2000 William & Mary Bill of Rights Journal Thomas Jefferson Prize for Best Student Note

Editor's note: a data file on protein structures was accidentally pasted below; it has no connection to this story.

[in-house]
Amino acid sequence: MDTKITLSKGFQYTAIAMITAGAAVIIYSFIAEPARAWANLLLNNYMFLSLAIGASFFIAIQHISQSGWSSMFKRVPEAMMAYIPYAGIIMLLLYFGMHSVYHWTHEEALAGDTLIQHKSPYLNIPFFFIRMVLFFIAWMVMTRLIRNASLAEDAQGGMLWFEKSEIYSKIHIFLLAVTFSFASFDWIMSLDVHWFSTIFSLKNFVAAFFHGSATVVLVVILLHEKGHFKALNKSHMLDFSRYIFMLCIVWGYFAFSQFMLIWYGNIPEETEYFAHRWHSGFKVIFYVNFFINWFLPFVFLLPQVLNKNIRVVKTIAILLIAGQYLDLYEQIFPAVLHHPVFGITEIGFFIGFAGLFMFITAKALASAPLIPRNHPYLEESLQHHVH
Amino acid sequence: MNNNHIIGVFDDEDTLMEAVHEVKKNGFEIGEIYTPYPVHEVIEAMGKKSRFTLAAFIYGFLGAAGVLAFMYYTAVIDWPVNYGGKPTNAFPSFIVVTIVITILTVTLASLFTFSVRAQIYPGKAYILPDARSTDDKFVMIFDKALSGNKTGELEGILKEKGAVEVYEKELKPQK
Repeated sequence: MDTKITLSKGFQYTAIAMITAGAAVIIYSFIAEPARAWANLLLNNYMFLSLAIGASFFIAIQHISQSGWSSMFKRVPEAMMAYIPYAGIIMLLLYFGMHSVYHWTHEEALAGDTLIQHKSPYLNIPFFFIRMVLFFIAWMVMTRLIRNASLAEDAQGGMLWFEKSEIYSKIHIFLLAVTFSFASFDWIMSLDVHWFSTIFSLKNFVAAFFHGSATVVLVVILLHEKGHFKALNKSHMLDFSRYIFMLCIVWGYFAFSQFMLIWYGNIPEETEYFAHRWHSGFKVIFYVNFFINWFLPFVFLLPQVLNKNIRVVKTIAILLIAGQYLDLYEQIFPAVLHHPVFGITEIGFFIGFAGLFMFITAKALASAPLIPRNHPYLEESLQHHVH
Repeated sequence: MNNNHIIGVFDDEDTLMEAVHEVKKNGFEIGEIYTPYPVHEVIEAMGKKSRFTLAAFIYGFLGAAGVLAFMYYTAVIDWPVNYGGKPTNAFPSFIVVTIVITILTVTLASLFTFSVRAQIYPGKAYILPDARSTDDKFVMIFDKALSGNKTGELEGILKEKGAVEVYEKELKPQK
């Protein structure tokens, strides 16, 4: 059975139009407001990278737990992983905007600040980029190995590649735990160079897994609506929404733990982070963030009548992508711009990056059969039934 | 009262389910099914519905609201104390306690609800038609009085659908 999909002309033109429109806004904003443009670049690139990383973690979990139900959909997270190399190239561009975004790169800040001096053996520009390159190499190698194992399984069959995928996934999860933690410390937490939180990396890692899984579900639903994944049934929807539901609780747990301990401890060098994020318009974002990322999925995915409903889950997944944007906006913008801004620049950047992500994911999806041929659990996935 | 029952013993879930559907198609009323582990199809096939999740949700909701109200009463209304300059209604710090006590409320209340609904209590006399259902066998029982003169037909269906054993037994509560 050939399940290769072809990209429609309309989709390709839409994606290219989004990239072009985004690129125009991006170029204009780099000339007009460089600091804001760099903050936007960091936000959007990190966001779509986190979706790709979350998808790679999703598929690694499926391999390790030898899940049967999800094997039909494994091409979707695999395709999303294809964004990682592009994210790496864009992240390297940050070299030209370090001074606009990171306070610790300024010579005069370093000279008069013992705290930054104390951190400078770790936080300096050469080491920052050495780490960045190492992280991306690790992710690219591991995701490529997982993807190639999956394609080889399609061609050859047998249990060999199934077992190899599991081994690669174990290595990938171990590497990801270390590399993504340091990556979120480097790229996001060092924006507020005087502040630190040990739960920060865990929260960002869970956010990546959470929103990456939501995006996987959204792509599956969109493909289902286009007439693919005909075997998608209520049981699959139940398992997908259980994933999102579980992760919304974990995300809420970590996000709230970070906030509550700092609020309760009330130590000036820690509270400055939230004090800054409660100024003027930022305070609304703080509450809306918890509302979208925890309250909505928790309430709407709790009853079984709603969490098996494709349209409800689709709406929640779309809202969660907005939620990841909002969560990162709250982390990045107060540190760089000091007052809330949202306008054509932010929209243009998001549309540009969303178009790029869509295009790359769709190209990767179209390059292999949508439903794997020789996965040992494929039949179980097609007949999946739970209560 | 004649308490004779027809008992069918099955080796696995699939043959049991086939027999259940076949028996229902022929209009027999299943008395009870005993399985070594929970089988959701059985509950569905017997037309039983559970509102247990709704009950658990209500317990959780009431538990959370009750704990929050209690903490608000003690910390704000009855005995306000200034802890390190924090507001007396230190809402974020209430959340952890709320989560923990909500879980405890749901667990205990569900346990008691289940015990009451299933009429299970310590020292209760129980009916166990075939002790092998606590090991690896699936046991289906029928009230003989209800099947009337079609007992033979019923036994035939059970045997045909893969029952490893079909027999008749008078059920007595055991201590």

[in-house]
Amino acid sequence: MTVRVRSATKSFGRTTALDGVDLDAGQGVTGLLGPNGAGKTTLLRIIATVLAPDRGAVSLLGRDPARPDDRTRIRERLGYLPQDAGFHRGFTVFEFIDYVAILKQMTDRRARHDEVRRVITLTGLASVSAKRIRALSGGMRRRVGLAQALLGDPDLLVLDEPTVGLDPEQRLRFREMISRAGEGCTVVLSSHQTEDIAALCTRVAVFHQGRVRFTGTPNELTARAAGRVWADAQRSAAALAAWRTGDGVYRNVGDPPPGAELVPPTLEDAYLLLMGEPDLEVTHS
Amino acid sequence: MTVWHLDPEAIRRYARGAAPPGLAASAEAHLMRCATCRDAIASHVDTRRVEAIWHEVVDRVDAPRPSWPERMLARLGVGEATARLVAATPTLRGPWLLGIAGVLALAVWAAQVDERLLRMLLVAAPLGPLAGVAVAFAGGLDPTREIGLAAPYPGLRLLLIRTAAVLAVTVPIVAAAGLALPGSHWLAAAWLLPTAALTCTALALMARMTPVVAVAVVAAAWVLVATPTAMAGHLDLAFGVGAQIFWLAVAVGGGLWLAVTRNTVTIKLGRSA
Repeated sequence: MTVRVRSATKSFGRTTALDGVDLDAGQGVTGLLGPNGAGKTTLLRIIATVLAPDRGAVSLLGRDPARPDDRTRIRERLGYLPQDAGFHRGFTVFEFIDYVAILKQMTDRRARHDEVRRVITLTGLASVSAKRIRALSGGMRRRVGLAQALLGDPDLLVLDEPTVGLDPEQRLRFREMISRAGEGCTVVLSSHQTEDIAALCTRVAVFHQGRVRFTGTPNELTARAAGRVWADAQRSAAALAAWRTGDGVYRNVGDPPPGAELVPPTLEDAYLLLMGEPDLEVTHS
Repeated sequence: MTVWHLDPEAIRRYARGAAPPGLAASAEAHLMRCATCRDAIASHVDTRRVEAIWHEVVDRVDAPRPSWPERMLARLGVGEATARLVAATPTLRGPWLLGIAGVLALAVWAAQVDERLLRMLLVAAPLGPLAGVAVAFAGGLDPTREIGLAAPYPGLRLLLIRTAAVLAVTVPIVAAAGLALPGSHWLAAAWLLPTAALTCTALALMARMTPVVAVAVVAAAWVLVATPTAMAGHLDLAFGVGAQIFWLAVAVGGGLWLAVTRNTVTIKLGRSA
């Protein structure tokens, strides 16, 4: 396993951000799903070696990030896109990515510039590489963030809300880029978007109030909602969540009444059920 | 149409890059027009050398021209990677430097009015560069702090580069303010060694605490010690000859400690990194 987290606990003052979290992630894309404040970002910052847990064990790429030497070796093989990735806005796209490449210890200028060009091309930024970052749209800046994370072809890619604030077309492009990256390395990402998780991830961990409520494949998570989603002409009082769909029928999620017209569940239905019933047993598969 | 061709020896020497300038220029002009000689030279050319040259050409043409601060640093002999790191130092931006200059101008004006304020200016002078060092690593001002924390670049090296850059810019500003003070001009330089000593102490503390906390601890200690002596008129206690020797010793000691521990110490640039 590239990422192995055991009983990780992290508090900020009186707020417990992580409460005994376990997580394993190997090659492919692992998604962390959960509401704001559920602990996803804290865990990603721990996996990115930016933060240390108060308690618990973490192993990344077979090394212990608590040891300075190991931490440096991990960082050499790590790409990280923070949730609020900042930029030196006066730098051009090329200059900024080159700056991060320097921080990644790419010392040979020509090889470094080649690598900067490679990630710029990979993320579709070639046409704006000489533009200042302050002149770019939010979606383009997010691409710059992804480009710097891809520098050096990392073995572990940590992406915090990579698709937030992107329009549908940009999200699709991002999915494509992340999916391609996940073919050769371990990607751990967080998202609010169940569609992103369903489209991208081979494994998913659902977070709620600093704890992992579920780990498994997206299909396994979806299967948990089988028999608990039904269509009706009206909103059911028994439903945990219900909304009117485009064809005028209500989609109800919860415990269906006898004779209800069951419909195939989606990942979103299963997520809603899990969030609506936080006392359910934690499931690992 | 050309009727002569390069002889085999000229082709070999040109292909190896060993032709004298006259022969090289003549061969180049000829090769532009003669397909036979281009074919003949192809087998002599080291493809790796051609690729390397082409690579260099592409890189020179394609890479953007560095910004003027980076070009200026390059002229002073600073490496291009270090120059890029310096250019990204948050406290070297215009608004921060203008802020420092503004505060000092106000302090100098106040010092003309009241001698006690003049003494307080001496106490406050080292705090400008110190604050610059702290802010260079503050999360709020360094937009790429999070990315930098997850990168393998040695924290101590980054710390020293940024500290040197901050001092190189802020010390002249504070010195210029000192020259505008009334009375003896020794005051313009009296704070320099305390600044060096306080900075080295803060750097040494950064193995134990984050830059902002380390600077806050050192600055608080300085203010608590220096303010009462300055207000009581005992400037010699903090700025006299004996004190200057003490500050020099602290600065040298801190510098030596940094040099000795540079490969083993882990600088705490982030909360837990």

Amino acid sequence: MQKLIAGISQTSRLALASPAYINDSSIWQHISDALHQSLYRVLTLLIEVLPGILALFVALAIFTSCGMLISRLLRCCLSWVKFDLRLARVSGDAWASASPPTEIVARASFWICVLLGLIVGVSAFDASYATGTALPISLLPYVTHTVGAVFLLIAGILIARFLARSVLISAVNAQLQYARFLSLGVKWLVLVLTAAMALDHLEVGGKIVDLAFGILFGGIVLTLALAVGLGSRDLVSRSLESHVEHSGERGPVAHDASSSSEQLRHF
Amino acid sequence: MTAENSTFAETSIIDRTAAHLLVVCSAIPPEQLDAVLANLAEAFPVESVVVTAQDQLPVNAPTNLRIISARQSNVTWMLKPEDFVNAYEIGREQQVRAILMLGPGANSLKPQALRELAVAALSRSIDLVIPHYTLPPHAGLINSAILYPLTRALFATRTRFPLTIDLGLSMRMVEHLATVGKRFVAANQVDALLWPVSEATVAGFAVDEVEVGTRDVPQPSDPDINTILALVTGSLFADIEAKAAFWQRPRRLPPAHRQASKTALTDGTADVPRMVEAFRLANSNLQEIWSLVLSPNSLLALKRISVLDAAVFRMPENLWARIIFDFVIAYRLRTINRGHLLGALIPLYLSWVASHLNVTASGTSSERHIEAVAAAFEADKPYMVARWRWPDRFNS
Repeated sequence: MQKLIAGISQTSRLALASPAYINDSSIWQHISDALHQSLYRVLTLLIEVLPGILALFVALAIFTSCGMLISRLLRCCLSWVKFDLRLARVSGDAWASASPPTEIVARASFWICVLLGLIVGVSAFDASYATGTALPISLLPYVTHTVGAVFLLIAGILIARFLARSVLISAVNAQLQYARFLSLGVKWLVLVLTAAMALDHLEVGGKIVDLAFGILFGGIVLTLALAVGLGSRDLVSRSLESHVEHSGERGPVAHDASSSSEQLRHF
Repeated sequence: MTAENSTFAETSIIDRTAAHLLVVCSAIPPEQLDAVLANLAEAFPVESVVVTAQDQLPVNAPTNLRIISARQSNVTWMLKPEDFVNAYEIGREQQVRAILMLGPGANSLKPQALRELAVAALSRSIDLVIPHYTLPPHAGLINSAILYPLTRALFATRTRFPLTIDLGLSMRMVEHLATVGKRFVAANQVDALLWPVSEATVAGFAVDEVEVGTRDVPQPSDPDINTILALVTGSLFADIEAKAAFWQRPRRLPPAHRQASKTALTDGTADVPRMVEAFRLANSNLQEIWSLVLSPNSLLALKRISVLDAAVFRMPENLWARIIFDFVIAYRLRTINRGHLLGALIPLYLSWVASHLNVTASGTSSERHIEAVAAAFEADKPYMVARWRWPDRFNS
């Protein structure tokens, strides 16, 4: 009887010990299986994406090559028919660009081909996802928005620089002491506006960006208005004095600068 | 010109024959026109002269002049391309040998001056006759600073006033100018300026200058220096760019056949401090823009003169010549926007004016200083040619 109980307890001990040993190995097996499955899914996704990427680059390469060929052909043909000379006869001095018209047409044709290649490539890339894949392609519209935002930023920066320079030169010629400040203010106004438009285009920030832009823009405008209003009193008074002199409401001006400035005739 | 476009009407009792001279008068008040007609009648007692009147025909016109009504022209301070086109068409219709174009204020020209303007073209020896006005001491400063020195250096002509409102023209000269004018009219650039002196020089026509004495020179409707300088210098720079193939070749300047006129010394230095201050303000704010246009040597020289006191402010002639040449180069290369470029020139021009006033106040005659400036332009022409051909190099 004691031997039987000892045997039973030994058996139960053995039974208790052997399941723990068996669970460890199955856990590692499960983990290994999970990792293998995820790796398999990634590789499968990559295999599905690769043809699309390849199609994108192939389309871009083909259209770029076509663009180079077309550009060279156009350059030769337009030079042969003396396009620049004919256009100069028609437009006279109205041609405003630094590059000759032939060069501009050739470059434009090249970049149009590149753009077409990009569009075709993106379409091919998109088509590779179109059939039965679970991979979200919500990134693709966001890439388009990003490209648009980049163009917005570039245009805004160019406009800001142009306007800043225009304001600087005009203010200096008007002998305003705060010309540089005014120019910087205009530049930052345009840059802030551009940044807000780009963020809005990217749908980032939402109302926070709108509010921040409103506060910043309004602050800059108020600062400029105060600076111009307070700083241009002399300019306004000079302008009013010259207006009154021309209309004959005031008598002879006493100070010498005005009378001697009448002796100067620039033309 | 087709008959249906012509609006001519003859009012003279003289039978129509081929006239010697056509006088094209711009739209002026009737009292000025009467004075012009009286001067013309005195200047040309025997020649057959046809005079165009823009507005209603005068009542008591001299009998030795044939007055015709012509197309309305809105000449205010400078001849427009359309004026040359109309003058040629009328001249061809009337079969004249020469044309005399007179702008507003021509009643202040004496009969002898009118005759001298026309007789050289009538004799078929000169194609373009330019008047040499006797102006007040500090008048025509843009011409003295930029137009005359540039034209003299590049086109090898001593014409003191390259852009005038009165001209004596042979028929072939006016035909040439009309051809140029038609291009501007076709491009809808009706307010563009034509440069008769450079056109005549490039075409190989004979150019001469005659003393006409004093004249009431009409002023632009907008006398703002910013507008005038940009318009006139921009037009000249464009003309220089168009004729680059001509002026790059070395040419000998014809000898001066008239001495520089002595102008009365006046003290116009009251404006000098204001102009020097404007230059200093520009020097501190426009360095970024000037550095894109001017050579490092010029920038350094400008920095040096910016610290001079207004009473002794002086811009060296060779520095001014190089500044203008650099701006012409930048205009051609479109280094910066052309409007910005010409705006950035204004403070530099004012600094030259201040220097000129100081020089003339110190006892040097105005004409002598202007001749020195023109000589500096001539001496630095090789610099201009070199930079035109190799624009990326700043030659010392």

Traditional judicial mechanisms that preserve litigants' rights to due process and a jury trial challenge courts to provide litigants their day in court in an efficient and timely manner. This challenge is made exponentially harder where the litigation concerns tortious conduct affecting a large number of persons and giving rise to latent injury. In response to the recent increase in mass tort filings, courts have sought an alternative means of adjudication-the extrapolation of a statistically average, representative plaintiff to other plaintiffs. This Note examines the problems associated with mass tort actions and how two circuit courts of appeals have implemented the use of statistically representative bellwether plaintiffs in resolving mass tort issues. After comparing the use of bellwether plaintiffs to traditional mass tort mechanisms in questioning whether statistical representation violates due process and the right to a jury trial, the Note concludes with a proposition for the proper role that the use of extrapolating statistics to non-bellwether plaintiffs should take in mass tort litigation.